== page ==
Chimeric antigen receptor (CAR) T-cell therapy was well tolerated by patients with relapsed/refractory large B-cell lymphoma (LBCL) who were not eligible for autologous transplant due to older age or comorbidities.

Efficacy outcomes, including response and survival, were similar among patients not eligible for transplant compared with eligible patients. The results of this retrospective study were published in the British Journal of Haematology.

The study included 404 consecutive patients with relapsed/refractory LBCL who had received at least 2 prior lines of therapy and were approved for treatment with anti-CD19 CAR T-cell therapy. Of these patients, 20% were considered ineligible for transplant.

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There were 300 patients who ultimately received CAR T-cell therapy, with 17.7% of patients considered ineligible for transplant. The median age of ineligible patients was 71 compared with 56 among eligible patients (P <.0001). Patients who were ineligible for transplant were more likely to have a left ventricular ejection fraction of 50% or less and a glomerular filtration rate of less than 50 mL/min

Patients who were ineligible for transplant were more likely to receive tisagenlecleucel (52%) than transplant eligible patients (20%). The overall response was similar between the transplant eligible and ineligible cohorts, with rates of 77.4% and 71.3%, respectively (odds ratio [OR], 0.73; 95% CI, 0.36-1.46; P =.37). There was also no significant difference in overall response rate at 3 months according to age, with rates of 47.6% among patients age under 70, 53.7% among patients age 70 to 74, and 28.6% among patients age 75 or older (P =.45).

The 12-month progression-free survival (PFS) was also similar, at 37.7% and 36.8% among patients who were ineligible or eligible for transplant, respectively (hazard ratio [HR], 1.02; 95% CI, 0.70-1.47; P =.92). The 12-month OS was 56.6% among transplant ineligible patients and 56.3% among eligible patients (HR, 0.92; 95% CI, 0.60-1.41; P=.69). In the intention-to-treat population, the median OS was 8.5 months and 11.0 months in transplant ineligible and eligible patients, respectively (HR, 1.07; 95% CI, 0.78-1.45; P=.69).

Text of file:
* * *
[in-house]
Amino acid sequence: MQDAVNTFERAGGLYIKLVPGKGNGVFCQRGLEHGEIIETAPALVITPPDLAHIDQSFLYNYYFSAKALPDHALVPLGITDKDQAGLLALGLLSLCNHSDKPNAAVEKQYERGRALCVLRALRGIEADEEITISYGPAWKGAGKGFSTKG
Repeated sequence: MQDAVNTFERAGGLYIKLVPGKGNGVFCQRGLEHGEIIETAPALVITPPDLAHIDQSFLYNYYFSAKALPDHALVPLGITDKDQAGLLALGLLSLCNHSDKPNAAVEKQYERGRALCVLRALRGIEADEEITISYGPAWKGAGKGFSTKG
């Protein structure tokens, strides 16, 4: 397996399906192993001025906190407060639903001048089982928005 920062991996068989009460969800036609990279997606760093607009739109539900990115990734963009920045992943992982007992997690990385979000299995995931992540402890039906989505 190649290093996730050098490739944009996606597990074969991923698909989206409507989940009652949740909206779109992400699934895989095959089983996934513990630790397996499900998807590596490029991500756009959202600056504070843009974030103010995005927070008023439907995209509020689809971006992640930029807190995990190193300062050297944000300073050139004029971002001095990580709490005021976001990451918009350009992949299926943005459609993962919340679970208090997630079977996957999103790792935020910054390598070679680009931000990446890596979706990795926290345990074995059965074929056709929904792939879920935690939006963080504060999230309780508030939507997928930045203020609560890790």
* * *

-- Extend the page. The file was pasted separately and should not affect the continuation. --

There was no significant difference between the cohorts for PFS or OS according to age or comorbidities.

CAR-T therapy was generally well tolerated in this study population. Grade 3 or higher cytokine release syndrome (CRS) or immune effector cell-associated neurotoxicity syndrome (ICANS) developed among 2% and 11% of transplant ineligible patients, respectively. The incidence of any grade and grade 3 or higher CRS or grade 3 or higher neutropenia or thrombocytopenia at 3 months was similar regardless of type of CAR-T therapy or transplant eligibility.

There was also no difference in use of tocilizumab, corticosteroids, or admittance to the intensive care unit. Although ICANS of any grade was modestly more common among patients who were ineligible for transplant (OR, 2.14; 95% CI, 1.05-4.36; P =.036), there was no difference in grade 3 or higher ICANs.

Non-relapse mortality was 7.6% among transplant ineligible patients compared with 6.9% eligible patients (HR, 0.95; 95% CI, 0.32-2.81; P =.93).

“Our data indicate that carefully selected patients with relapsed/refractory LBCL who are not fit for autologous stem cell transplant have favorable outcomes with CD19 CAR T, which provides a potentially curative treatment option for this difficult-to-treat patient group,” the authors concluded in their report.

Disclosures: Some study authors declared affiliations with biotech, pharmaceutical, or device companies. Please see the original reference for a full list of disclosures.

Kuhnl A, Kirkwood AA, Roddie C, et al. CAR T in patients with large B-cell lymphoma not fit for autologous transplant. Br J Haematol. Published online April 20, 2023. doi: 10.1111/bjh.18810